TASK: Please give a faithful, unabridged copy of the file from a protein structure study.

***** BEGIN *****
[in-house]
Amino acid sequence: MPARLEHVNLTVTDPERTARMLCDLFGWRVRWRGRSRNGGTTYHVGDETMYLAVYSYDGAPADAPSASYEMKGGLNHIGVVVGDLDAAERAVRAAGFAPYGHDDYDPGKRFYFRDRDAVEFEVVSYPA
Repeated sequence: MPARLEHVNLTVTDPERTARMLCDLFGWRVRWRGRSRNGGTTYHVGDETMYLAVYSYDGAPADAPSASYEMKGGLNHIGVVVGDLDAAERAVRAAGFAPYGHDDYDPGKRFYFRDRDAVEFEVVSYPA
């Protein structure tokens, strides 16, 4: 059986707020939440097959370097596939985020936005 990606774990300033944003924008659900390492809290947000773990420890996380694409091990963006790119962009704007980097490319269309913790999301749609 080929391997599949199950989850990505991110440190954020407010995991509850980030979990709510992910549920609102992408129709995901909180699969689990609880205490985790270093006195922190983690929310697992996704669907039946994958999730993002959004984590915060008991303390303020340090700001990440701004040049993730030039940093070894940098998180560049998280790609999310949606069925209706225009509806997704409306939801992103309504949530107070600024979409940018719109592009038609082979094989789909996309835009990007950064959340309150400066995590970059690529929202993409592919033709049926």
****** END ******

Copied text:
[in-house]
Amino acid sequence: MPARLEHVNLTVTDPERTARMLCDLFGWRVRWRGRSRNGGTTYHVGDETMYLAVYSYDGAPADAPSASYEMKGGLNHIGVVVGDLDAAERAVRAAGFAPYGHDDYDPGKRFYFRDRDAVEFEVVSYPA
Repeated sequence: MPARLEHVNLTVTDPERTARMLCDLFGWRVRWRGRSRNGGTTYHVGDETMYLAVYSYDGAPADAPSASYEMKGGLNHIGVVVGDLDAAERAVRAAGFAPYGHDDYDPGKRFYFRDRDAVEFEVVSYPA
């Protein structure tokens, strides 16, 4: 059986707020939440097959370097596939985020936005 990606774990300033944003924008659900390492809290947000773990420890996380694409091990963006790119962009704007980097490319269309913790999301749609 080929391997599949199950989850990505991110440190954020407010995991509850980030979990709510992910549920609102992408129709995901909180699969689990609880205490985790270093006195922190983690929310697992996704669907039946994958999730993002959004984590915060008991303390303020340090700001990440701004040049993730030039940093070894940098998180560049998280790609999310949606069925209706225009509806997704409306939801992103309504949530107070600024979409940018719109592009038609082979094989789909996309835009990007950064959340309150400066995590970059690529929202993409592919033709049926």